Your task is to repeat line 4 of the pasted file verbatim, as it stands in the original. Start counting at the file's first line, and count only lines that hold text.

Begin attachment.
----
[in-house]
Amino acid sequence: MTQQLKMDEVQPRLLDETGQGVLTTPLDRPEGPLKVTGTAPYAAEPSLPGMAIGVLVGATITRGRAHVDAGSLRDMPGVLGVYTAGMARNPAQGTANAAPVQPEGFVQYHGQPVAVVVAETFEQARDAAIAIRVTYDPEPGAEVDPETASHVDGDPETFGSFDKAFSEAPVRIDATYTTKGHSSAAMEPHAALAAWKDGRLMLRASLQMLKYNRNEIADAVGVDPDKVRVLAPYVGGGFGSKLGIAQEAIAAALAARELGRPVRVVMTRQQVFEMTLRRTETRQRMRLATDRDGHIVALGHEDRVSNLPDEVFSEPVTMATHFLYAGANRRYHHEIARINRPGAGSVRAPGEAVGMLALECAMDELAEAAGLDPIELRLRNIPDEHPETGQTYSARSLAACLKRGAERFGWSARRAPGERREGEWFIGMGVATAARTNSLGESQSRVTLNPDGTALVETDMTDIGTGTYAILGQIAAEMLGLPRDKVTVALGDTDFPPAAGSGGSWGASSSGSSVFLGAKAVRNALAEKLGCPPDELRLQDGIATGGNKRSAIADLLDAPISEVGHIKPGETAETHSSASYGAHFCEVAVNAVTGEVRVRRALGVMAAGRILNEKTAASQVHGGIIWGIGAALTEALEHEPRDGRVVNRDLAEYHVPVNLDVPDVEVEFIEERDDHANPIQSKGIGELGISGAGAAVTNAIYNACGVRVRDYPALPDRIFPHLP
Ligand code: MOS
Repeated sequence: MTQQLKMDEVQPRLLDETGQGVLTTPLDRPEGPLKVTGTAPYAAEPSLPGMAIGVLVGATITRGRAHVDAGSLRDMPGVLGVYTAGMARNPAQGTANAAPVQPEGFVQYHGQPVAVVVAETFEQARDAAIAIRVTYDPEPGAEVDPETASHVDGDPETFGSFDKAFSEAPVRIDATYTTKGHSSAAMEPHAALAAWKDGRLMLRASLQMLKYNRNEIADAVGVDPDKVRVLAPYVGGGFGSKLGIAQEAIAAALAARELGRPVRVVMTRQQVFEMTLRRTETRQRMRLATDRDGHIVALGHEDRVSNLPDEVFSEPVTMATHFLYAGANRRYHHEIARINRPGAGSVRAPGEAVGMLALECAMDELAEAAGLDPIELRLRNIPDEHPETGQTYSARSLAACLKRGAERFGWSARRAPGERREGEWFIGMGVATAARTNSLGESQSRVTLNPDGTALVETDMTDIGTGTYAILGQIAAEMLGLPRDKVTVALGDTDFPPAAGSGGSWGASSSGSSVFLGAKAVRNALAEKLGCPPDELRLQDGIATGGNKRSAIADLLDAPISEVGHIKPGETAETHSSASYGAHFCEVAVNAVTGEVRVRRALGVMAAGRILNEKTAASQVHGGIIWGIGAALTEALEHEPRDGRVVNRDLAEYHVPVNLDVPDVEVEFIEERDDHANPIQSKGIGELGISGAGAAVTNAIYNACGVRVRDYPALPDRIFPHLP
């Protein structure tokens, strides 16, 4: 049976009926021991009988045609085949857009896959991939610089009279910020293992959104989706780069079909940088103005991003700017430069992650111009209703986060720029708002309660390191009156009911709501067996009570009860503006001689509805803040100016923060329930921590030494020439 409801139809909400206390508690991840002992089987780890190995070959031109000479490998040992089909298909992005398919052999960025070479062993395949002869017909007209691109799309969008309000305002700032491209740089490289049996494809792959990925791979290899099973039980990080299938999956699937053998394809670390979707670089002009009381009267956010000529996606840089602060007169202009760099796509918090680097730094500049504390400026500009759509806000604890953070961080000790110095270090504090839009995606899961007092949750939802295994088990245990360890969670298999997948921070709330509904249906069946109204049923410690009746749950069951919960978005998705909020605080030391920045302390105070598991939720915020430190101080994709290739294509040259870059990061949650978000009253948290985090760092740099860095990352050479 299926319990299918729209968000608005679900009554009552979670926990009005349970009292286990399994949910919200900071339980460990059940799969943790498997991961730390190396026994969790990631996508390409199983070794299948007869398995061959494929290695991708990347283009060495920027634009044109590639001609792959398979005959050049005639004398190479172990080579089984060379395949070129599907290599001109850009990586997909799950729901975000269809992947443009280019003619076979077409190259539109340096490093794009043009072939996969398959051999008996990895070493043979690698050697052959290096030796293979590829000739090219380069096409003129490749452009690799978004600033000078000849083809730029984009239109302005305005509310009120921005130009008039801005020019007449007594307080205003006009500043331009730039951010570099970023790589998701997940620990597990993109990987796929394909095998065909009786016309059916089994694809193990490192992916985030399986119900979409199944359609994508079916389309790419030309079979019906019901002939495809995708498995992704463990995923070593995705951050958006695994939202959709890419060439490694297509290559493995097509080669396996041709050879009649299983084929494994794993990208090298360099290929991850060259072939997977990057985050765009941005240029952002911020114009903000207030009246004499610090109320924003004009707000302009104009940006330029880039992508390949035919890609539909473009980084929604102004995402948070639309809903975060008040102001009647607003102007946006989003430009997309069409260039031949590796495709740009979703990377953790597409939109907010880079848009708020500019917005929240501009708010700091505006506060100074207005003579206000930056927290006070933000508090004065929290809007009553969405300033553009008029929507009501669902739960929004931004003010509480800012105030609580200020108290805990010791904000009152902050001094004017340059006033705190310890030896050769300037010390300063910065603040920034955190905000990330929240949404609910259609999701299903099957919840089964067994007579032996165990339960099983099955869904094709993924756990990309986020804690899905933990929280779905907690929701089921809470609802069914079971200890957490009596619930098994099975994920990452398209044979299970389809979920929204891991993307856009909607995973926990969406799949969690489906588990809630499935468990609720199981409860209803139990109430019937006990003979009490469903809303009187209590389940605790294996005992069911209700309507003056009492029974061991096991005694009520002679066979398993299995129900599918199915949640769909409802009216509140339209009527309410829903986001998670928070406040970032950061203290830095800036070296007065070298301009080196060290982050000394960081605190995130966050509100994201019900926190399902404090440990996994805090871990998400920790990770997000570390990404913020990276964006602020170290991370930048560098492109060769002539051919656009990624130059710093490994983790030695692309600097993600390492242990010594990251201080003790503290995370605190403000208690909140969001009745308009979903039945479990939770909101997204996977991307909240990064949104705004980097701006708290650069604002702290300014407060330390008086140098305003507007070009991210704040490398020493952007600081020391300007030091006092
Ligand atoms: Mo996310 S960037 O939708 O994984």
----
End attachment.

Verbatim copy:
Repeated sequence: MTQQLKMDEVQPRLLDETGQGVLTTPLDRPEGPLKVTGTAPYAAEPSLPGMAIGVLVGATITRGRAHVDAGSLRDMPGVLGVYTAGMARNPAQGTANAAPVQPEGFVQYHGQPVAVVVAETFEQARDAAIAIRVTYDPEPGAEVDPETASHVDGDPETFGSFDKAFSEAPVRIDATYTTKGHSSAAMEPHAALAAWKDGRLMLRASLQMLKYNRNEIADAVGVDPDKVRVLAPYVGGGFGSKLGIAQEAIAAALAARELGRPVRVVMTRQQVFEMTLRRTETRQRMRLATDRDGHIVALGHEDRVSNLPDEVFSEPVTMATHFLYAGANRRYHHEIARINRPGAGSVRAPGEAVGMLALECAMDELAEAAGLDPIELRLRNIPDEHPETGQTYSARSLAACLKRGAERFGWSARRAPGERREGEWFIGMGVATAARTNSLGESQSRVTLNPDGTALVETDMTDIGTGTYAILGQIAAEMLGLPRDKVTVALGDTDFPPAAGSGGSWGASSSGSSVFLGAKAVRNALAEKLGCPPDELRLQDGIATGGNKRSAIADLLDAPISEVGHIKPGETAETHSSASYGAHFCEVAVNAVTGEVRVRRALGVMAAGRILNEKTAASQVHGGIIWGIGAALTEALEHEPRDGRVVNRDLAEYHVPVNLDVPDVEVEFIEERDDHANPIQSKGIGELGISGAGAAVTNAIYNACGVRVRDYPALPDRIFPHLP